Thursday, July 6, 2000 FULL SHOW | HEADLINES | PREVIOUS: Gay Marriage Begins in Vermont
2000-07-06

Connecticut Newspaper Admits to Profiting From Slave Ads

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Finally, we’re going to revisit the issue of slavery and who profited from it. Over the past several months, Democracy Now has covered the issue of reparations to African Americans. We’ve also looked at the DeWolfes of Rhode Island, the biggest slaveholding family in the Northeast. And we’ve reported on the Aetna Insurance Company, and the apology they made this year for insuring slaves.

Well, on July 4th, the Hartford Courant ran a front-page story admitting its own complicity in the slave trade. The Connecticut paper acknowledged that in the 1700s and 1800s, it published ads for the sale of slaves and recapture of runaways. And Courant publishers, including Thomas Green, who founded the paper in 1764, acted as slave brokers. The newspaper, which is the nation’s longest continuously published daily, said it felt compelled to apologize for their role in that chapter in history.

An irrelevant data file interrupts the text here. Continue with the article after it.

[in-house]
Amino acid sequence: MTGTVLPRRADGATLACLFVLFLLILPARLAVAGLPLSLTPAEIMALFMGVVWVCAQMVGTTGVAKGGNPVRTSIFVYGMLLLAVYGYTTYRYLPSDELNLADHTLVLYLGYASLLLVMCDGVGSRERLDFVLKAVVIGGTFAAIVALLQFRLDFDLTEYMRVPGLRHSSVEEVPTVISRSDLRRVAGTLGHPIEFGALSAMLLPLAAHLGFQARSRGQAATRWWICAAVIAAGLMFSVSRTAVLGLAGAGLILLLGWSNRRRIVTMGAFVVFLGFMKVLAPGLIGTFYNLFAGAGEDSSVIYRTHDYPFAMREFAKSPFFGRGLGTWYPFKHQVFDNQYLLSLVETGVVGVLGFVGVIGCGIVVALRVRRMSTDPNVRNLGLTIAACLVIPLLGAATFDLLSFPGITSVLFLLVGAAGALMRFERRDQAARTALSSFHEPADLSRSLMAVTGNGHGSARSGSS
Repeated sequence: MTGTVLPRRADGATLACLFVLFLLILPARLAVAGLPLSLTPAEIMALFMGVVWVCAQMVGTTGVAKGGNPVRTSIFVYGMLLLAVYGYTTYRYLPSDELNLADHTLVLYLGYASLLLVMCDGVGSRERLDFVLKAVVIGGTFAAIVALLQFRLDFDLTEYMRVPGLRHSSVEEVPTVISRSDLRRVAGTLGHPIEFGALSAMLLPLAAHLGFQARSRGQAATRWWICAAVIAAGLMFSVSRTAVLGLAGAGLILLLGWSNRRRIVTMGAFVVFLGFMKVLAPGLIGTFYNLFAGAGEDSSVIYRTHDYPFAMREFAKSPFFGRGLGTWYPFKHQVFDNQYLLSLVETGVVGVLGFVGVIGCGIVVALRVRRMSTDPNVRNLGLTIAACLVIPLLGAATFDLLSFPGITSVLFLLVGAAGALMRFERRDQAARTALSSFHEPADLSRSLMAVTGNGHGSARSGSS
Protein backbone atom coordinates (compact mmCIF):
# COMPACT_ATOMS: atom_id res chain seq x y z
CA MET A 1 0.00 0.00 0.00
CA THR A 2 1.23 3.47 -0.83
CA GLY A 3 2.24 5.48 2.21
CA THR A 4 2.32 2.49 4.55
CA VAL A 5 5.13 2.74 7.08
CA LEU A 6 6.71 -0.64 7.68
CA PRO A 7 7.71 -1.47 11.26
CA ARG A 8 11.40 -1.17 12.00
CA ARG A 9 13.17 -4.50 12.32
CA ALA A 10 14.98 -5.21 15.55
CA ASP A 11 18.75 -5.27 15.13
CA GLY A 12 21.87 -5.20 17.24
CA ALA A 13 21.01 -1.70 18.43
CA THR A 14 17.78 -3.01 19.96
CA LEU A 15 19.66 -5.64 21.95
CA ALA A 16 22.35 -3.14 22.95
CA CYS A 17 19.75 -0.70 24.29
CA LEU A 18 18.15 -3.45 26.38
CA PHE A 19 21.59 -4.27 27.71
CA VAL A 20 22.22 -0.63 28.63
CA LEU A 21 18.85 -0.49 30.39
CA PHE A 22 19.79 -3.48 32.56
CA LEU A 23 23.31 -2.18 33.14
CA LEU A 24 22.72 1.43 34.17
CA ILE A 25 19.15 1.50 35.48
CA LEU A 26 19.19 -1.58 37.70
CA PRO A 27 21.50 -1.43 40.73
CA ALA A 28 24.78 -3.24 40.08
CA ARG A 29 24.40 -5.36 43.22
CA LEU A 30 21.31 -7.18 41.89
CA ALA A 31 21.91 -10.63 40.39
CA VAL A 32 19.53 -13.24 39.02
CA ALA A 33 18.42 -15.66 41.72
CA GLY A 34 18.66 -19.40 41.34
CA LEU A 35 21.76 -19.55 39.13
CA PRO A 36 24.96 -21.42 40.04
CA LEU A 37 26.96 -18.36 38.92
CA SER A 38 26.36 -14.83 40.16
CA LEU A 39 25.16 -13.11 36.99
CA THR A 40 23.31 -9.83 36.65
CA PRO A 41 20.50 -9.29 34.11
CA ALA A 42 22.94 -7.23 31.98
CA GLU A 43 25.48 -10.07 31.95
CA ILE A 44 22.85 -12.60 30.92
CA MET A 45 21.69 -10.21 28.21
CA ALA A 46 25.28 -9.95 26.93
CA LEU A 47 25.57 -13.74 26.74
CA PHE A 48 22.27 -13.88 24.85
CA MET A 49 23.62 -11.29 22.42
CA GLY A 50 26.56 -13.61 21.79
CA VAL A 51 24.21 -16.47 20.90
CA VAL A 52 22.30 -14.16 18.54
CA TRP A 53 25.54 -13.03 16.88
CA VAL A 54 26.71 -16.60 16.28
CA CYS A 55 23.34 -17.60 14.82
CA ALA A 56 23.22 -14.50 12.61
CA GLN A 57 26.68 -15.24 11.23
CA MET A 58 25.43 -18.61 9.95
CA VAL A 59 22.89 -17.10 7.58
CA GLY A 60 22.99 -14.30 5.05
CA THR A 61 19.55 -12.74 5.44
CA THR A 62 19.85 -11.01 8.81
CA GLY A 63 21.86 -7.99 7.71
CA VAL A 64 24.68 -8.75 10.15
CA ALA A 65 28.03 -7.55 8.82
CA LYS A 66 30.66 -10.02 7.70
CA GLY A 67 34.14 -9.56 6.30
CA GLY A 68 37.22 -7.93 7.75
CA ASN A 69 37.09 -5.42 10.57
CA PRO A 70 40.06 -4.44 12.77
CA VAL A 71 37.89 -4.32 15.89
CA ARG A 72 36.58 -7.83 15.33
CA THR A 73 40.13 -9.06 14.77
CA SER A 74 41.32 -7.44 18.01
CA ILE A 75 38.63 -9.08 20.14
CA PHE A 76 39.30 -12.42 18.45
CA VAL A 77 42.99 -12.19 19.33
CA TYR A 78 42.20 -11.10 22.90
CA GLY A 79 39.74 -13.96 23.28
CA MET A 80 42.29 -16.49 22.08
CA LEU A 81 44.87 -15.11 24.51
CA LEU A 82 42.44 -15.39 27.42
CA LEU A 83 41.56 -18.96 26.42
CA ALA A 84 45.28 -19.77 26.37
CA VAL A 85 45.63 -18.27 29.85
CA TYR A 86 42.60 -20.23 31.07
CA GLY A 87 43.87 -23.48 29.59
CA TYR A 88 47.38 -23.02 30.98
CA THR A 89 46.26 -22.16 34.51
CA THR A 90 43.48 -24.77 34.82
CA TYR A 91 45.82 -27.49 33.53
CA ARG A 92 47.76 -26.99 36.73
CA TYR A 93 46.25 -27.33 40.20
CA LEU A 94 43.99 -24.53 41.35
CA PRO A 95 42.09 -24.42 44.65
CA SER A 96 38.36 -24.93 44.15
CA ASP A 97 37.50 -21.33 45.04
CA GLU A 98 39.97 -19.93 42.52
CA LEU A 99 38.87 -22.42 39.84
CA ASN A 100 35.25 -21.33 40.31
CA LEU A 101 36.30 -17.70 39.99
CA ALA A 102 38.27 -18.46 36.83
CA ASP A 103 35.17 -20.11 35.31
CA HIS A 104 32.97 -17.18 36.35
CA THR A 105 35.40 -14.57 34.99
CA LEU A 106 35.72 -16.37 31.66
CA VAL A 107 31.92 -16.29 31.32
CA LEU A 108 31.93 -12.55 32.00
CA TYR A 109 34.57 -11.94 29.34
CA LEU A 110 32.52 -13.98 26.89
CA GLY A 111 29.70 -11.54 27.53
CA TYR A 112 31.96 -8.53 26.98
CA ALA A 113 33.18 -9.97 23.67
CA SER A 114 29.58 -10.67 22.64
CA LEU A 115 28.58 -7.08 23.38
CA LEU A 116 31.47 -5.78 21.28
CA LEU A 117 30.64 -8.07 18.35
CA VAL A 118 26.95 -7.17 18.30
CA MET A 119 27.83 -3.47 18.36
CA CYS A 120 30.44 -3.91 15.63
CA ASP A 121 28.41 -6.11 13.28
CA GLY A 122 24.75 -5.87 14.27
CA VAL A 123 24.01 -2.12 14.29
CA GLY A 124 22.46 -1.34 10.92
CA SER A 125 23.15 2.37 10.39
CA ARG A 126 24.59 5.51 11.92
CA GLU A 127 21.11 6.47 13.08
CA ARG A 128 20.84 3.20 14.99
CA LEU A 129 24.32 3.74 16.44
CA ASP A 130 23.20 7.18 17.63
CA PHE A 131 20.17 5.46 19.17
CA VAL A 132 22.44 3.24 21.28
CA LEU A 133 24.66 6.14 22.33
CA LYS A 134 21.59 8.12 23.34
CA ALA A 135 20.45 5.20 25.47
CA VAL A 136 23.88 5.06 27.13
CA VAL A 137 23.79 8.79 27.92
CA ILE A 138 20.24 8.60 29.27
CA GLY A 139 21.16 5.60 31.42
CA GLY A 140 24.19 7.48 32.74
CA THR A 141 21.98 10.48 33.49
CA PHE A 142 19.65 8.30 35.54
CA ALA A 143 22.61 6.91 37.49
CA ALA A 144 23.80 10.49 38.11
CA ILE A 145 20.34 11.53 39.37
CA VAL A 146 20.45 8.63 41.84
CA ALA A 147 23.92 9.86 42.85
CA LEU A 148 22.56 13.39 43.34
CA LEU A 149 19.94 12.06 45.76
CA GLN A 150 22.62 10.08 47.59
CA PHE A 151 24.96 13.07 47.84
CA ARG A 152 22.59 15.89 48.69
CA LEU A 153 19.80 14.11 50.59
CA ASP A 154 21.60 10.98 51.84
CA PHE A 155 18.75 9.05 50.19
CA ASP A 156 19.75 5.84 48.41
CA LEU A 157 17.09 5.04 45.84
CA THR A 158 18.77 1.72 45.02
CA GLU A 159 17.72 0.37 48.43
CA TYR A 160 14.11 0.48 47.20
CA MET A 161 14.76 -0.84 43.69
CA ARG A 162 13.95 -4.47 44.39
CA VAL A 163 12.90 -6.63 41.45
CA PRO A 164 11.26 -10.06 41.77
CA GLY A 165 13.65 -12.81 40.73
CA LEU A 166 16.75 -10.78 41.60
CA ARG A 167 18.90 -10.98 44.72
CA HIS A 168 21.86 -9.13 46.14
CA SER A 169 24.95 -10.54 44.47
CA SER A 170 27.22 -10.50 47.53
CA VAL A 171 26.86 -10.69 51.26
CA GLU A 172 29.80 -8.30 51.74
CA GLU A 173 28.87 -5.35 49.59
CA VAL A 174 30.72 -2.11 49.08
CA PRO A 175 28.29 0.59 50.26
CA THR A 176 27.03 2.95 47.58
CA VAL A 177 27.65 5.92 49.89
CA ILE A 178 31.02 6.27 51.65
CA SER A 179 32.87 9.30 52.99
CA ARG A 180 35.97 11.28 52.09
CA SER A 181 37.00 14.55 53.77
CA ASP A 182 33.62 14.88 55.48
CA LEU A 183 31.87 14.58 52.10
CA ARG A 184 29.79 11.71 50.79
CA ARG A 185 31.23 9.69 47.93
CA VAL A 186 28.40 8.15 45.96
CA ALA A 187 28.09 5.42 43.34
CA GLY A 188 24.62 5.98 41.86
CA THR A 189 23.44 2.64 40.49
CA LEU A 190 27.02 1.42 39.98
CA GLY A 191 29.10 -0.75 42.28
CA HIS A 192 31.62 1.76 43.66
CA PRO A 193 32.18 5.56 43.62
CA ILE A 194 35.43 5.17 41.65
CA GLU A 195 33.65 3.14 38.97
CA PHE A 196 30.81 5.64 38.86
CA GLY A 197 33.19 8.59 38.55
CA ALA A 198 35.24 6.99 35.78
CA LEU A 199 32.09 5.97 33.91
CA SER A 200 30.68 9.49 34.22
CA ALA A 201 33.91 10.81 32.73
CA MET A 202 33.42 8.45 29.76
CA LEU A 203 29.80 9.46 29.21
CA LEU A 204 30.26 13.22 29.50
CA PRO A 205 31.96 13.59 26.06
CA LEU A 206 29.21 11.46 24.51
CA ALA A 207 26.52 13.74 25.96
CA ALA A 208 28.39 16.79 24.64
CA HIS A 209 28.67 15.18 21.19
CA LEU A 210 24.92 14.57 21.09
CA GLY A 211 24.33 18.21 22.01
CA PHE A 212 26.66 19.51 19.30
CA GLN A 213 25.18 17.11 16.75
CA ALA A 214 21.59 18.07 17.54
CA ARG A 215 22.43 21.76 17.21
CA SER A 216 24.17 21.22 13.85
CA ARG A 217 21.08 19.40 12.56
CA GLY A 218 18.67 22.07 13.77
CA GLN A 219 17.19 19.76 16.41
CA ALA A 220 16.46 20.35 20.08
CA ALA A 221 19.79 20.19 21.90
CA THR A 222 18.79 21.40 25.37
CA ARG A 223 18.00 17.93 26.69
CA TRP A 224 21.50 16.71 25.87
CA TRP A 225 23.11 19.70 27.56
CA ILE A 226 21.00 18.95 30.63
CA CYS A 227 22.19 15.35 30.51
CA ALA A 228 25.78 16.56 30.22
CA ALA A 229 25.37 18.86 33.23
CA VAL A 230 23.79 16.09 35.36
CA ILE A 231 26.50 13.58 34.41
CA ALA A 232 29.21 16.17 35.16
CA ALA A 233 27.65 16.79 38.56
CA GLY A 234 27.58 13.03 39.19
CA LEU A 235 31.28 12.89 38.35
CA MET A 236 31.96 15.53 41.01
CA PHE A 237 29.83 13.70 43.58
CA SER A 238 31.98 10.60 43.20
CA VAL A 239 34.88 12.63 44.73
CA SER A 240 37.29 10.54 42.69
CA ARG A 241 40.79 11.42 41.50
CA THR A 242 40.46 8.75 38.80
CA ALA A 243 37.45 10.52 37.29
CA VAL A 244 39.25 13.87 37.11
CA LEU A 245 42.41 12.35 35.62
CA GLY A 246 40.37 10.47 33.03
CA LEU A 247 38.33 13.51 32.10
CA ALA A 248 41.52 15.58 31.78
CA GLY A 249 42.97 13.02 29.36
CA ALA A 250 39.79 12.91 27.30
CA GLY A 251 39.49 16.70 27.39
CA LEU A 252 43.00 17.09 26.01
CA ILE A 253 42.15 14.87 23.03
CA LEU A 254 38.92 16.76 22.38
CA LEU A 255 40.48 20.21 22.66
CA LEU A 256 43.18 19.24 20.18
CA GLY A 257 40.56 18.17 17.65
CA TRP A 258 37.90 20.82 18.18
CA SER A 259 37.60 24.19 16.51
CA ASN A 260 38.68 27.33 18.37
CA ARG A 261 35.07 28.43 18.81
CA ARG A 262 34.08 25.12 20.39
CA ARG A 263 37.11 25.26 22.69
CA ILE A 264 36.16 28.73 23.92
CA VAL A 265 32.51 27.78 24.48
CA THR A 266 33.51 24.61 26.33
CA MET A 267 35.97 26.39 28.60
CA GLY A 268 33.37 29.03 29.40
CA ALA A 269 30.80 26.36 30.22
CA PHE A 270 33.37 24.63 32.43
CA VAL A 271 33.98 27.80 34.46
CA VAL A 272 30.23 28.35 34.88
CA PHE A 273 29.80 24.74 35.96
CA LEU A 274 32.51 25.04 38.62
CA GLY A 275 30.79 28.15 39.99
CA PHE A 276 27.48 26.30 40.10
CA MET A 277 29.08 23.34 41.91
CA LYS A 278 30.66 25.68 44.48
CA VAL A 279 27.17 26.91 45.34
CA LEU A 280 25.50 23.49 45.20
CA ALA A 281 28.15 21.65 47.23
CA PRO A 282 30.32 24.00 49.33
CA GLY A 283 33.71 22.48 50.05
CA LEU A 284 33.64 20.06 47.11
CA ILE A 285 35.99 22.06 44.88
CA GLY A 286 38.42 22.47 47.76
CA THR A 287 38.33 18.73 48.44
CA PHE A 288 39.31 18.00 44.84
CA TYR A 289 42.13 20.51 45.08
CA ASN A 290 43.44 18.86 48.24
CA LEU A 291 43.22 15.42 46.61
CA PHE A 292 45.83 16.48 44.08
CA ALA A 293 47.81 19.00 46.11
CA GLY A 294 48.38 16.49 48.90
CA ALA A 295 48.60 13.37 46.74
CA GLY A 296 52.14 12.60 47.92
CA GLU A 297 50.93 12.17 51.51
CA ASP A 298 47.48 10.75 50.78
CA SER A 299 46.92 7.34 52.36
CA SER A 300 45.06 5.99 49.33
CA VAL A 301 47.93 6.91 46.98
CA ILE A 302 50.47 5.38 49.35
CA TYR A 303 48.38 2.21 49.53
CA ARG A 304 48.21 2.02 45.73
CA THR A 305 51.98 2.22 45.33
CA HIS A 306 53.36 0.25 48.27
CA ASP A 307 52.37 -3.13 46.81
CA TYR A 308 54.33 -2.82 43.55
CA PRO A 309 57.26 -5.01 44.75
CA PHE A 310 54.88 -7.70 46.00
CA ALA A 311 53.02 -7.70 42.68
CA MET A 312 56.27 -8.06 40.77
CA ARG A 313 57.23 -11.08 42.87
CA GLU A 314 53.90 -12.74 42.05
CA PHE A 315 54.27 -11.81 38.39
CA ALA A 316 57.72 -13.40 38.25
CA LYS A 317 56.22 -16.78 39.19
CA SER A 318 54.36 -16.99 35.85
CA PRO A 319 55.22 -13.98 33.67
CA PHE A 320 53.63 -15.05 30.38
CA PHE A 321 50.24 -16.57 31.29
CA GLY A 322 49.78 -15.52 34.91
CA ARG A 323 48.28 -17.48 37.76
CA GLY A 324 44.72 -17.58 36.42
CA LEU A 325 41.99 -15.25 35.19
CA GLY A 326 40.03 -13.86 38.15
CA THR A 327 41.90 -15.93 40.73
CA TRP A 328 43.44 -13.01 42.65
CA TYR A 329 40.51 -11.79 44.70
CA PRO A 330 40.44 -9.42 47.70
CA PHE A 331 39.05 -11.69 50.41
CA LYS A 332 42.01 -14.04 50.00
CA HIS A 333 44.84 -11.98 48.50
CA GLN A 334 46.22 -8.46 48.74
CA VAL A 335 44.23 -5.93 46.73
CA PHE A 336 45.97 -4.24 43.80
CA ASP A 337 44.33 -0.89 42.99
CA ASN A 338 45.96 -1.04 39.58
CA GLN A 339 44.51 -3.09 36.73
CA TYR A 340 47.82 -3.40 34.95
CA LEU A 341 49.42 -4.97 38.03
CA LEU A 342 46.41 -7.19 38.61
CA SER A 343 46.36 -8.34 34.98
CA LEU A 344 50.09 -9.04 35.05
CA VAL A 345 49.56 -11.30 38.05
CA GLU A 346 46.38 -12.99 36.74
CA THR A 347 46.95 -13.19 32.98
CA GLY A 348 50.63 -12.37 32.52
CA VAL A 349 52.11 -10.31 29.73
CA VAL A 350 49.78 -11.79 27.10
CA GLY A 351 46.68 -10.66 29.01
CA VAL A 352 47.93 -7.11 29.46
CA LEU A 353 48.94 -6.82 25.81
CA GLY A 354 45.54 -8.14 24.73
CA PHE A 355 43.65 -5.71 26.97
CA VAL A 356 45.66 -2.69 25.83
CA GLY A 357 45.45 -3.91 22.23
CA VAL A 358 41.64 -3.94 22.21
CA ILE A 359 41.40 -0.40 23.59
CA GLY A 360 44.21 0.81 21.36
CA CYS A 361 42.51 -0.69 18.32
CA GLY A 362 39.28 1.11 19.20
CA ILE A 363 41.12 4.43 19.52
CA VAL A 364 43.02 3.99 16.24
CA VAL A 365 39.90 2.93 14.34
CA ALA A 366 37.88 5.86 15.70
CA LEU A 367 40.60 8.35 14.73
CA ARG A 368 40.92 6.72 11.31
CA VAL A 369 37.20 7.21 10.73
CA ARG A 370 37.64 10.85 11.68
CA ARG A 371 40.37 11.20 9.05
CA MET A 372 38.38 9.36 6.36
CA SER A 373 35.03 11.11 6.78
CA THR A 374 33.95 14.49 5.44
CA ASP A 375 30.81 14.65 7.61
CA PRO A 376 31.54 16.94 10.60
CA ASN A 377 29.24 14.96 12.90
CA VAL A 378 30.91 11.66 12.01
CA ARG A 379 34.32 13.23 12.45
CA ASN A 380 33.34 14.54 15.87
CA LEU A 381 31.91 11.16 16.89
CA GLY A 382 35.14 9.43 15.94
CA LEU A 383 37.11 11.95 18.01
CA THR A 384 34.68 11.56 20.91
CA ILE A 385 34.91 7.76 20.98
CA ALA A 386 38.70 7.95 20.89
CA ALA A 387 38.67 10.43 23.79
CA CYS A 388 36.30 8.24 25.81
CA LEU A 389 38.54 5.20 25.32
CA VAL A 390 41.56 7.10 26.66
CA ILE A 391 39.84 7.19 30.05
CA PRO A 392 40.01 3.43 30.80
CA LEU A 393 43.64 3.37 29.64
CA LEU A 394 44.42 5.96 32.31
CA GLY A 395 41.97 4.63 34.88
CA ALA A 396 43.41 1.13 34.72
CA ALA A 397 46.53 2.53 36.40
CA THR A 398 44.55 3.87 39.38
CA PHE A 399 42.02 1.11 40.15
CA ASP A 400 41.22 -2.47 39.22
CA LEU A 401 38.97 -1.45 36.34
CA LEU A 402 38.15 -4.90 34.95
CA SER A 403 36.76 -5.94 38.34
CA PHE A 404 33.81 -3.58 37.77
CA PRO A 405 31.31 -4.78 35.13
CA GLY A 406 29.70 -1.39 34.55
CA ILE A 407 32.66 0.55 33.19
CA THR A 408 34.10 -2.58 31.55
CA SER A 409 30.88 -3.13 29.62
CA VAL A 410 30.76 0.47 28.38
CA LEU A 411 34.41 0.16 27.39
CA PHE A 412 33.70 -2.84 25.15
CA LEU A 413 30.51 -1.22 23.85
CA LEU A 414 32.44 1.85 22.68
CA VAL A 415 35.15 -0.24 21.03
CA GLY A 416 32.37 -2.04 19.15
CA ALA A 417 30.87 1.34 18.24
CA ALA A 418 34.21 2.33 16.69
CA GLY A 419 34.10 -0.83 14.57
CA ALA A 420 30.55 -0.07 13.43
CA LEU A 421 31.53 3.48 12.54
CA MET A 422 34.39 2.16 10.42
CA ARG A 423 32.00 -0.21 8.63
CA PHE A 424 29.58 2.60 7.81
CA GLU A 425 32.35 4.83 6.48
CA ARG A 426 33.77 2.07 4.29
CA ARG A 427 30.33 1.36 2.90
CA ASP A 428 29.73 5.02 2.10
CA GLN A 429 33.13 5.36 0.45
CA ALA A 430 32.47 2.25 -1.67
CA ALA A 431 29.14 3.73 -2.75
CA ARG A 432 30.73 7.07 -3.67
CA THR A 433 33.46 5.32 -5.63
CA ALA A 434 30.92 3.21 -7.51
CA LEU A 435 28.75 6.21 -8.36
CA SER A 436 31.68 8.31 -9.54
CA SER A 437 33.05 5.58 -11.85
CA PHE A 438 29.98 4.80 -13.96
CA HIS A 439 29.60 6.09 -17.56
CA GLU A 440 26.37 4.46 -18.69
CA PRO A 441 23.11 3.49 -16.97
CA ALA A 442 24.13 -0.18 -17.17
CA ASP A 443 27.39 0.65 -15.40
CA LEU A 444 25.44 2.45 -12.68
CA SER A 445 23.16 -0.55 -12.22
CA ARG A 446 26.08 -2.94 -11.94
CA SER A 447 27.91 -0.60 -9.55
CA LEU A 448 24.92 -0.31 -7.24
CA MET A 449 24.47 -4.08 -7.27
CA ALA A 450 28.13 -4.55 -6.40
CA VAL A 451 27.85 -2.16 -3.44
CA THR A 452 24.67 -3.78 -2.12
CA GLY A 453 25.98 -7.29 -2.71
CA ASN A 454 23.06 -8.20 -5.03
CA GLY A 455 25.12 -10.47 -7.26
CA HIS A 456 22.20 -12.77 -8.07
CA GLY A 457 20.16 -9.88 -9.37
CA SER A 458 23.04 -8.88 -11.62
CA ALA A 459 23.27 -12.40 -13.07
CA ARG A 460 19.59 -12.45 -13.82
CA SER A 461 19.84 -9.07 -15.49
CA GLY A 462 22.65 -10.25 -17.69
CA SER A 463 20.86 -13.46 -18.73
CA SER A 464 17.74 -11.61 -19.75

Guests:

  • Lou Golden, Deputy Publisher, Hartford Courant.
  • Ira Berlin, Professor of History, University of Maryland, and author of ??Many Thousands Gone: The First Two Centuries of Slavery in North America.
  • Deadria Farmer-Paellmann, a New York activist who earlier this year urged Aetna to apologize and pay reparations for its role in slavery.

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